The Oakdale Affair

By Edgar Rice Burroughs

Page 59

the fence. When
I see you getting over I'll climb it here. They can't get away from us."
To the driver he said: "You have a gun. If they make a break go after
'em. You can shoot if they don't stop when you tell 'em to."

The two men walked in opposite directions along the road, and when
Burton saw them turn in and start to climb the fence he vaulted over the
panel directly opposite the car. He had scarcely alighted upon the other
side when his eyes fell upon the disreputable figures of two tramps
stretched out upon their backs and snoring audibly. Burton grinned.

"You two sure can go to sleep in a hurry," he said. One of the men
opened his eyes and sat up. When he saw who it was that stood over him
he grinned sheepishly.

"Can't a guy lie down fer a minute in de bushes widout bein' pinched?"
he asked. The other man now sat up and viewed the newcomer, while from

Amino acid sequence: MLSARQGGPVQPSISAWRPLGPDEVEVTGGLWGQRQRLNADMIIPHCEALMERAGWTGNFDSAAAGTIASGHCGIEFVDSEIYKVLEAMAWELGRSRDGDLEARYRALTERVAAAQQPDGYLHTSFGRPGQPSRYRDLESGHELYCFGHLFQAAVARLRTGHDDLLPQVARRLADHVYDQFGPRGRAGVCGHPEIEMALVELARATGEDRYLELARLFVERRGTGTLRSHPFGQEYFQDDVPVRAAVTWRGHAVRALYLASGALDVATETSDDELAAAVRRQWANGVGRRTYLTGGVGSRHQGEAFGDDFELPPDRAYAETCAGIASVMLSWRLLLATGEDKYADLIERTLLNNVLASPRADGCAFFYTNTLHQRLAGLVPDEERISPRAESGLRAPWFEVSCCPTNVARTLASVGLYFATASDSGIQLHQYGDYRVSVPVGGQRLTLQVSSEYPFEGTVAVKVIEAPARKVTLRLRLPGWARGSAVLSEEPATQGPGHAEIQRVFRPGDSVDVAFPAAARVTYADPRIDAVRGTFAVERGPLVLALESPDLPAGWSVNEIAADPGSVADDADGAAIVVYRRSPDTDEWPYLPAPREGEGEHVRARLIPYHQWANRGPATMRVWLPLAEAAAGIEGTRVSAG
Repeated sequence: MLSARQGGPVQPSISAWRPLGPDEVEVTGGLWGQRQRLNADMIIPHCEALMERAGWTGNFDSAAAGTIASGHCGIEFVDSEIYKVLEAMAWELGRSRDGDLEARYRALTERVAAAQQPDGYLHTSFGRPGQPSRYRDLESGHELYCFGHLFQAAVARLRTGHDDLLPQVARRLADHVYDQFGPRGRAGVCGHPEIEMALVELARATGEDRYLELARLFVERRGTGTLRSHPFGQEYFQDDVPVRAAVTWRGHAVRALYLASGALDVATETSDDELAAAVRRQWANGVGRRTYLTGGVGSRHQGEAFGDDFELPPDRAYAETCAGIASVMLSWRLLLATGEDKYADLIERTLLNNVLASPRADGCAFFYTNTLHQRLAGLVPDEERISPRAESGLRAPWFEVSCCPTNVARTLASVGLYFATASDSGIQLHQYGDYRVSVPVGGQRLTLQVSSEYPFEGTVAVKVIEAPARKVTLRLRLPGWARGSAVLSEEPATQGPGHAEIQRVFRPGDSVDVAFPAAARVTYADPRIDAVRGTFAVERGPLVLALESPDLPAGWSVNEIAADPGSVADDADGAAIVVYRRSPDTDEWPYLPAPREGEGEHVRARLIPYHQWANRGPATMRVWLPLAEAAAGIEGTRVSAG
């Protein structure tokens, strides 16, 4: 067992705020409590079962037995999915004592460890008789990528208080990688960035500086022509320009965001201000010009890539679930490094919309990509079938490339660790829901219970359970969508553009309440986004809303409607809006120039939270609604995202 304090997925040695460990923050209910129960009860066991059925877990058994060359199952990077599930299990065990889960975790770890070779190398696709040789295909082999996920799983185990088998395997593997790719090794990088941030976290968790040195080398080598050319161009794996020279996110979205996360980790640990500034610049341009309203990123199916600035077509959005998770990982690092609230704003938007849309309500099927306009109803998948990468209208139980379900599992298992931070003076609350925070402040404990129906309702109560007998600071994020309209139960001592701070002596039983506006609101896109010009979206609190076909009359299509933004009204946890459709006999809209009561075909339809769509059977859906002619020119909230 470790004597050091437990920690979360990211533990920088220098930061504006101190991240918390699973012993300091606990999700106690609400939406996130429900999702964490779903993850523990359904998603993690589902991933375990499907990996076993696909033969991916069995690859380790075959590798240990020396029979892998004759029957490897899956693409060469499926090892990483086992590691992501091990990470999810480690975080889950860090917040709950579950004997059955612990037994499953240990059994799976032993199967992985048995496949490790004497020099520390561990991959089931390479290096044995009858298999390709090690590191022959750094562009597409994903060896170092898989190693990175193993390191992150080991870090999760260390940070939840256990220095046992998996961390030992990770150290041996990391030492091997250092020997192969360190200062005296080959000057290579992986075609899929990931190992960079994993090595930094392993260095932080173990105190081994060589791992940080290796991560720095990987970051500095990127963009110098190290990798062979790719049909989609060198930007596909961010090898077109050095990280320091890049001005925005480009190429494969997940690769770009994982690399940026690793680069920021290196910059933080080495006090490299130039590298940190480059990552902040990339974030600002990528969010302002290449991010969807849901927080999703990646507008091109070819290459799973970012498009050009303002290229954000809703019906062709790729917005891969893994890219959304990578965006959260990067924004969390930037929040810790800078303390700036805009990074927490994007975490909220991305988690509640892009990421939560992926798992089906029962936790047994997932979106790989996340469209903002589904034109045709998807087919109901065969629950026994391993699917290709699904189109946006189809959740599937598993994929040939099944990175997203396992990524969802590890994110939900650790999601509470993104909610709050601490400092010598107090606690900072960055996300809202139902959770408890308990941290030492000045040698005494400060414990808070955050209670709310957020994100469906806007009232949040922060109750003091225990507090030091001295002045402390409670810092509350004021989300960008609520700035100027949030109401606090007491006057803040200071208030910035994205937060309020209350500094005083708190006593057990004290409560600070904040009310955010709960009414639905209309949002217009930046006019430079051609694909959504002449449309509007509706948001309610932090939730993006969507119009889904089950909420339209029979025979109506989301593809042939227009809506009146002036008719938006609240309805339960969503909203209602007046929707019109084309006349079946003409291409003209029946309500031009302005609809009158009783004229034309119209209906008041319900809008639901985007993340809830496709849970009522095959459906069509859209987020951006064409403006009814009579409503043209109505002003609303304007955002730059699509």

either side Burton's companions closed in on the three.

"Wot's de noise?" inquired the second tramp, looking from one to another
of the intruders. "We ain't done nothin'."

"Of course not, Charlie," Burton assured him gaily. "Who would ever
suspect that you or The General would do anything; but somebody did
something in Oakdale last night and I want to take you back there and
have a nice, long talk with you. Put your hands up!"


"Put 'em up!" snapped Burton, and when the four grimy fists had been
elevated he signalled to his companions to search the two men.

Nothing more formidable than knives, dope, and a needle were found upon

"Say," drawled Dopey Charlie. "We knows wot we knows; but hones' to gawd
we didn't have nothin' to do wid it. We knows the guy that pulled it
off--we spent las' night wid him an' his pal an' a skoit. He creased
me, here," and Charlie unbuttoned his clothing and exposed to view the
bloody scratch of The Oskaloosa Kid's bullet. "On de level, Burton, we
wern't in on it. Dis guy was at dat Squibbs' place wen we pulls in dere
outen de rain. He has a pocket full o' kale an' sparklers an' tings, and
he goes fer to shoot me up wen I tries to get away."

"Who was he?" asked Burton.

"He called hisself de Oskaloosa Kid," replied Charlie. "A guy called
Bridge was wid him. You know him?"

"I've heard of him; but he's straight," replied Burton. "Who was the

"I dunno," said Charlie; "but she was gassin'

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